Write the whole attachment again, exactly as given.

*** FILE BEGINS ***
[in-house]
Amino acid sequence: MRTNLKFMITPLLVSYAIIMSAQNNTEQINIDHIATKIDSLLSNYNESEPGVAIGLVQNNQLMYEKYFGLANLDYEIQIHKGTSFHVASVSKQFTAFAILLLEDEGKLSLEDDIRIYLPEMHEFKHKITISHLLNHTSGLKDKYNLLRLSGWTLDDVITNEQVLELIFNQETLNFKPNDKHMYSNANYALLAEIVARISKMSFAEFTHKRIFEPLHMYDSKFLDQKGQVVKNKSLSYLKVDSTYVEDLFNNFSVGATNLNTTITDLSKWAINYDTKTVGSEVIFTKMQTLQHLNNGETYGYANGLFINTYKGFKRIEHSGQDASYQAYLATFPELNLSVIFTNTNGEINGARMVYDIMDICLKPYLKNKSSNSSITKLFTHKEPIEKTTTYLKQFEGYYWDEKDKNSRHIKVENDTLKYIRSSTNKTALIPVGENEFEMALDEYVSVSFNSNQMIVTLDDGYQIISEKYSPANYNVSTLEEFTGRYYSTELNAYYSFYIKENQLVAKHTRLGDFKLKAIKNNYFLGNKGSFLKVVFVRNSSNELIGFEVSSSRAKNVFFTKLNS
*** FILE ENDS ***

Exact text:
[in-house]
Amino acid sequence: MRTNLKFMITPLLVSYAIIMSAQNNTEQINIDHIATKIDSLLSNYNESEPGVAIGLVQNNQLMYEKYFGLANLDYEIQIHKGTSFHVASVSKQFTAFAILLLEDEGKLSLEDDIRIYLPEMHEFKHKITISHLLNHTSGLKDKYNLLRLSGWTLDDVITNEQVLELIFNQETLNFKPNDKHMYSNANYALLAEIVARISKMSFAEFTHKRIFEPLHMYDSKFLDQKGQVVKNKSLSYLKVDSTYVEDLFNNFSVGATNLNTTITDLSKWAINYDTKTVGSEVIFTKMQTLQHLNNGETYGYANGLFINTYKGFKRIEHSGQDASYQAYLATFPELNLSVIFTNTNGEINGARMVYDIMDICLKPYLKNKSSNSSITKLFTHKEPIEKTTTYLKQFEGYYWDEKDKNSRHIKVENDTLKYIRSSTNKTALIPVGENEFEMALDEYVSVSFNSNQMIVTLDDGYQIISEKYSPANYNVSTLEEFTGRYYSTELNAYYSFYIKENQLVAKHTRLGDFKLKAIKNNYFLGNKGSFLKVVFVRNSSNELIGFEVSSSRAKNVFFTKLNS